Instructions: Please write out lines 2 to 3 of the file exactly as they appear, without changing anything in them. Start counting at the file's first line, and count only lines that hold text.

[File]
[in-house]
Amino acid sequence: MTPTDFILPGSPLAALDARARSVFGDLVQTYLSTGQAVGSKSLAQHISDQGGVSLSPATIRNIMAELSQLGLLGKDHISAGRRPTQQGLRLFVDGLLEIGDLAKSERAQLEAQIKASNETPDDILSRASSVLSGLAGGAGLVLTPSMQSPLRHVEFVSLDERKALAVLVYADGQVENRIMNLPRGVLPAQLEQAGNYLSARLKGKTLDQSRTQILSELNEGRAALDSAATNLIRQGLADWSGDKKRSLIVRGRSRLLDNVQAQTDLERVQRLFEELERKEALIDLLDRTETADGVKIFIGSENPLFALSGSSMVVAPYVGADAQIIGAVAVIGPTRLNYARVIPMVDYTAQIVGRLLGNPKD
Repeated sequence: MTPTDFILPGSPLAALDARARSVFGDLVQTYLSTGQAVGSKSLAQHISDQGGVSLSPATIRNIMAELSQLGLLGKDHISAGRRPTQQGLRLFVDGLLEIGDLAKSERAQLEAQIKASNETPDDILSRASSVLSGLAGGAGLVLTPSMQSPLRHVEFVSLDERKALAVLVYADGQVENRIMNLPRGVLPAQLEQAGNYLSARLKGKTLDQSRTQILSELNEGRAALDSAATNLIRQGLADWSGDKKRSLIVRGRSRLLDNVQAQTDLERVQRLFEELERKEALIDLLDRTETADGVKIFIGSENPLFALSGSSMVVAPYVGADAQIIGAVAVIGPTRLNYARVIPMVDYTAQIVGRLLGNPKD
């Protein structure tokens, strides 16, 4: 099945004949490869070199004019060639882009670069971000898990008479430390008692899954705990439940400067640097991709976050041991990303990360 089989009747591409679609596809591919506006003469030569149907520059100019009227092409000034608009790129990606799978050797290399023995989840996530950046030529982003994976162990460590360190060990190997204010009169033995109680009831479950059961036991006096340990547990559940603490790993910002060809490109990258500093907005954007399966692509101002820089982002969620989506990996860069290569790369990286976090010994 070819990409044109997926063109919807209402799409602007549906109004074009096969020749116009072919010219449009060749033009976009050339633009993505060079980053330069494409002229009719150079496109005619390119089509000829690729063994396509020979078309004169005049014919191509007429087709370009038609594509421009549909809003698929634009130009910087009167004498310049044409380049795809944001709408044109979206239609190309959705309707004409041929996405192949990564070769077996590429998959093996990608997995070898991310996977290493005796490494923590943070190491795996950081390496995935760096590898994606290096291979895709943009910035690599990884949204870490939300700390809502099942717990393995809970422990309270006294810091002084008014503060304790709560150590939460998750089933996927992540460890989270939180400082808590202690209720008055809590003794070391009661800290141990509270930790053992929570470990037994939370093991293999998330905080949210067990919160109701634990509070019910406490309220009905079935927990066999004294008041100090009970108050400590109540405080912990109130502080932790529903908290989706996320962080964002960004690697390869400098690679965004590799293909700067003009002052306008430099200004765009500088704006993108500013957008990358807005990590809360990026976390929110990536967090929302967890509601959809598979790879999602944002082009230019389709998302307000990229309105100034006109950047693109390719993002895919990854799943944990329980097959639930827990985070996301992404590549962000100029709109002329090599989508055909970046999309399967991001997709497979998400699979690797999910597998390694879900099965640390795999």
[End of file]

Amino acid sequence: MTPTDFILPGSPLAALDARARSVFGDLVQTYLSTGQAVGSKSLAQHISDQGGVSLSPATIRNIMAELSQLGLLGKDHISAGRRPTQQGLRLFVDGLLEIGDLAKSERAQLEAQIKASNETPDDILSRASSVLSGLAGGAGLVLTPSMQSPLRHVEFVSLDERKALAVLVYADGQVENRIMNLPRGVLPAQLEQAGNYLSARLKGKTLDQSRTQILSELNEGRAALDSAATNLIRQGLADWSGDKKRSLIVRGRSRLLDNVQAQTDLERVQRLFEELERKEALIDLLDRTETADGVKIFIGSENPLFALSGSSMVVAPYVGADAQIIGAVAVIGPTRLNYARVIPMVDYTAQIVGRLLGNPKD
Repeated sequence: MTPTDFILPGSPLAALDARARSVFGDLVQTYLSTGQAVGSKSLAQHISDQGGVSLSPATIRNIMAELSQLGLLGKDHISAGRRPTQQGLRLFVDGLLEIGDLAKSERAQLEAQIKASNETPDDILSRASSVLSGLAGGAGLVLTPSMQSPLRHVEFVSLDERKALAVLVYADGQVENRIMNLPRGVLPAQLEQAGNYLSARLKGKTLDQSRTQILSELNEGRAALDSAATNLIRQGLADWSGDKKRSLIVRGRSRLLDNVQAQTDLERVQRLFEELERKEALIDLLDRTETADGVKIFIGSENPLFALSGSSMVVAPYVGADAQIIGAVAVIGPTRLNYARVIPMVDYTAQIVGRLLGNPKD